[linux-audio-dev] lock-free ring buffer code

Ingo Oeser ingo.oeser at informatik.tu-chemnitz.de
Sun Apr 6 07:23:01 UTC 2003

Hi there,

On Sat, Apr 05, 2003 at 06:08:51PM +0100, Steve Harris wrote:
> On Sat, Apr 05, 2003 at 06:15:09 +0200, Ingo Oeser wrote:
> > Now make that thread-safe and esp. thread-safe on an architecture
> > with weak memory ordering and all the fun stuff.
> Sure, it will only work on architectures where 32bit reads and writes are
> atomic.
That is not even true on all ix86 machines. At least I've seen
special memory ordering barriers used in the kernel for newer
ix86 machines.

> Smalled is not the issue, its branches that are important in inner loops.
Right, but if your compiler unrolls your loop, uses indexes to
load the data in a random order and increments your pointer later
by a bigger chunk.

  a1 = buffer[read_ptr++ & (size - 1)];
  a2 = buffer[read_ptr++ & (size - 1)];
  a3 = buffer[read_ptr++ & (size - 1)];
  a4 = buffer[read_ptr++ & (size - 1)];
  a5 = buffer[read_ptr++ & (size - 1)];
  a_ = (a1 + a2 + a3 + a4 + a5) / 5;

can become:

  read_ptr += 5;
  a5 = buffer[(read_ptr - 5) & (size - 1)];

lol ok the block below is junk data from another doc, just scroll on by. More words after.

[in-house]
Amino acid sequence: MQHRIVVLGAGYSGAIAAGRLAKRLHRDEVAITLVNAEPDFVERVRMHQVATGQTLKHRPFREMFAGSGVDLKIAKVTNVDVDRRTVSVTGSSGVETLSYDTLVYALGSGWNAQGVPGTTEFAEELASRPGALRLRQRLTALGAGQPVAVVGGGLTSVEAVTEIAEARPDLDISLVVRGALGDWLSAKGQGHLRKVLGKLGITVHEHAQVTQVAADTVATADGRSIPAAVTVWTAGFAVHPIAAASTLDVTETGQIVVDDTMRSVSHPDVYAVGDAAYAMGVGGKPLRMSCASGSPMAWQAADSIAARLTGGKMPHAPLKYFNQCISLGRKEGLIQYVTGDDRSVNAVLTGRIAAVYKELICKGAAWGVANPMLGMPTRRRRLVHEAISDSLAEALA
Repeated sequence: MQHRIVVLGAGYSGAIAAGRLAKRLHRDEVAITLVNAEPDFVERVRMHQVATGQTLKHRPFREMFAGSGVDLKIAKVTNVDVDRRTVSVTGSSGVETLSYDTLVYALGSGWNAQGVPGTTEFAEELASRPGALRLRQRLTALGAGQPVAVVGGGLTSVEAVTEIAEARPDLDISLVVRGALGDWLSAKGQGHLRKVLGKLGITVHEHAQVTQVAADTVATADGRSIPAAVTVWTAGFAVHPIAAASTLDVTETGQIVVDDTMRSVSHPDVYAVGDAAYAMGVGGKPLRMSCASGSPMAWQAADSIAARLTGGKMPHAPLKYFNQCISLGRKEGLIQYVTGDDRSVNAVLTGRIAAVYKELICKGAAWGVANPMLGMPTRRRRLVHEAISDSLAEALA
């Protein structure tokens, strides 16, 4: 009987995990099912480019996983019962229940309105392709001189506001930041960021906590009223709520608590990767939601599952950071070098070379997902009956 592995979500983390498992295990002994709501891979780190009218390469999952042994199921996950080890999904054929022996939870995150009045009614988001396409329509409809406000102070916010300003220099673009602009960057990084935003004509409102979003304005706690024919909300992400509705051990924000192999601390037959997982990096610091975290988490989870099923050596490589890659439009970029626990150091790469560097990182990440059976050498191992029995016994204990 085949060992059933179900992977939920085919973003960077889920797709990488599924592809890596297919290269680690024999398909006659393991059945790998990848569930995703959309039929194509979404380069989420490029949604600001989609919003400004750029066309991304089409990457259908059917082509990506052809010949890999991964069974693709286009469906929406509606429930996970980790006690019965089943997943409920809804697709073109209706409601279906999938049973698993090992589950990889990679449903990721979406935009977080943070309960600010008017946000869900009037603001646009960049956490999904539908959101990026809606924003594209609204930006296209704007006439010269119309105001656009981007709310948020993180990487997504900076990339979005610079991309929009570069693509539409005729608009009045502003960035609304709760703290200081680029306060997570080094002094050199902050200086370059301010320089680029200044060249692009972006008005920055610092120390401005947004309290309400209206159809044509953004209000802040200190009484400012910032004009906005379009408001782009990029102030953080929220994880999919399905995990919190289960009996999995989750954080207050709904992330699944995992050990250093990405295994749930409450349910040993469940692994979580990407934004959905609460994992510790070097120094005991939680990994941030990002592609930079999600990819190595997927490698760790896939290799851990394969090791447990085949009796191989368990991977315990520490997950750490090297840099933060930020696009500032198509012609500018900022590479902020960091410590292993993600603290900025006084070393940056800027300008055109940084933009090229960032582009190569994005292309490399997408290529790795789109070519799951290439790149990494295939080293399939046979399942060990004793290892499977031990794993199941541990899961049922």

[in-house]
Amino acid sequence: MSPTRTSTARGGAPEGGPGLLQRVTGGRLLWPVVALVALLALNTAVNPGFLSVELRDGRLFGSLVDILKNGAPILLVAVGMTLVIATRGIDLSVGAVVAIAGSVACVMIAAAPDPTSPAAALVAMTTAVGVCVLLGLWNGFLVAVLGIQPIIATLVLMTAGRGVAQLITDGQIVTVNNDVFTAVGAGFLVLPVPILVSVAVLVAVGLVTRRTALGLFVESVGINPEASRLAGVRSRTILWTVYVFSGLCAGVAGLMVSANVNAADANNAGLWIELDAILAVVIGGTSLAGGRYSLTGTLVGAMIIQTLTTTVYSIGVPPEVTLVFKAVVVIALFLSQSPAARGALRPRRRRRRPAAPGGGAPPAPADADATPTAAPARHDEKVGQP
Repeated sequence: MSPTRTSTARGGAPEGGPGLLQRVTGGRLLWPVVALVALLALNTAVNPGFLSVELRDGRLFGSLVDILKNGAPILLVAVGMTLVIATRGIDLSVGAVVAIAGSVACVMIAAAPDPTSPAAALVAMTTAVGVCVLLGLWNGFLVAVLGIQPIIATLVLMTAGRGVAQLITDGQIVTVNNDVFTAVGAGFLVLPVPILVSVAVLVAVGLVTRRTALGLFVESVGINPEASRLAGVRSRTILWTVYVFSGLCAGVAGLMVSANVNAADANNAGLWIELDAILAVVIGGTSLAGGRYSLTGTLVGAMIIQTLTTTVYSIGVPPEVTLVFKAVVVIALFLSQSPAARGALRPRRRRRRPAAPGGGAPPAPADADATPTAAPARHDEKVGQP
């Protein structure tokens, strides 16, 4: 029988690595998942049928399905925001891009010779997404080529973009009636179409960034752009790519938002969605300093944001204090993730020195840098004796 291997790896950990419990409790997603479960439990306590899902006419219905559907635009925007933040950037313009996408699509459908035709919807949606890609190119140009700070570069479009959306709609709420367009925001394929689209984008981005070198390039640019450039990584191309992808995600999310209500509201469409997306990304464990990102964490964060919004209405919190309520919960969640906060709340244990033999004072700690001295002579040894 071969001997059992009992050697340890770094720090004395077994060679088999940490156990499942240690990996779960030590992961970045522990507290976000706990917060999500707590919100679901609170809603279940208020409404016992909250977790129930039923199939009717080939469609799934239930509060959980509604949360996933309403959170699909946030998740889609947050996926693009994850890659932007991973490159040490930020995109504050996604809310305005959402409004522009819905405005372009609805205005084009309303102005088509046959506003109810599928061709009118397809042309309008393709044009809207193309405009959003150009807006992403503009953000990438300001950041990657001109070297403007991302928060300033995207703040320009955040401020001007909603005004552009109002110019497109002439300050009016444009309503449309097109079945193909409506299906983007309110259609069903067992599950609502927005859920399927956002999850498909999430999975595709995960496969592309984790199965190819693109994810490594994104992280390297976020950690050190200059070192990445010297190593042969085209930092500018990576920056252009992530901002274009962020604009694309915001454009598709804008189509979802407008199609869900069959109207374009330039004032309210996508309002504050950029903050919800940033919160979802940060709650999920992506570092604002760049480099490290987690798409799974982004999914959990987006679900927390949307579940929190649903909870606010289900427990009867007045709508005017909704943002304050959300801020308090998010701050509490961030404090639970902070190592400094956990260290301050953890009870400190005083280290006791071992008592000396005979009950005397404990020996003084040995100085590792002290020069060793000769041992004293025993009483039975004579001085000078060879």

a3 = buffer[(read_ptr - 3) & (size - 1)];
  a4 = buffer[(read_ptr - 4) & (size - 1)];
  a2 = buffer[(read_ptr - 2) & (size - 1)];
  a1 = buffer[(read_ptr - 1) & (size - 1)];
  a_ = (a1 + a2 + a3 + a4 + a5) / 5;

without any problem (compiler tries so parallize load/stores,
because the architecture has two load/store units). 

These are mathematically equivalent transformations backed by the
C99 and C89 standard and now your write_ptr will overwrite 5
bytes of your buffer. This may not be important for sound output,
because it will only sound wrong, but for recording this is
really bad, since it will record wrong data.

> I dont think compiler will optimise away the trhread safeness, unless I've
> missed something. A vectorising compiler might unroll the loops but it
> will still keep the ordering, and the aligned vector operations are still
> atomic AFAIK.

The ordering will only be kept, if the data access path requires
it or you call (non-inlined) functions in between or you use

The kernel people have seen lots of thread safeness being
optimized away, so I never assume anything about atomicy in
C constructs, that is not backed by the standard.

But our solutions combined will give maximum effectiveness. Your
masked adressing in indexes removes most of the branches left in
my lock_free_fifo scheme. 

It might be worth to code that all up to have a GPLed high
performance fifo scheme. 

The glibc has internal support for atomic operations (at least
atomic_add() is there and allows a negative argument, so
atomic_sub() is there too and exchange_and_add(&lff->filled, 0)
will provide an atomic read), so there is no problem about
portability on Linux systems (and even other systems).


Ingo Oeser

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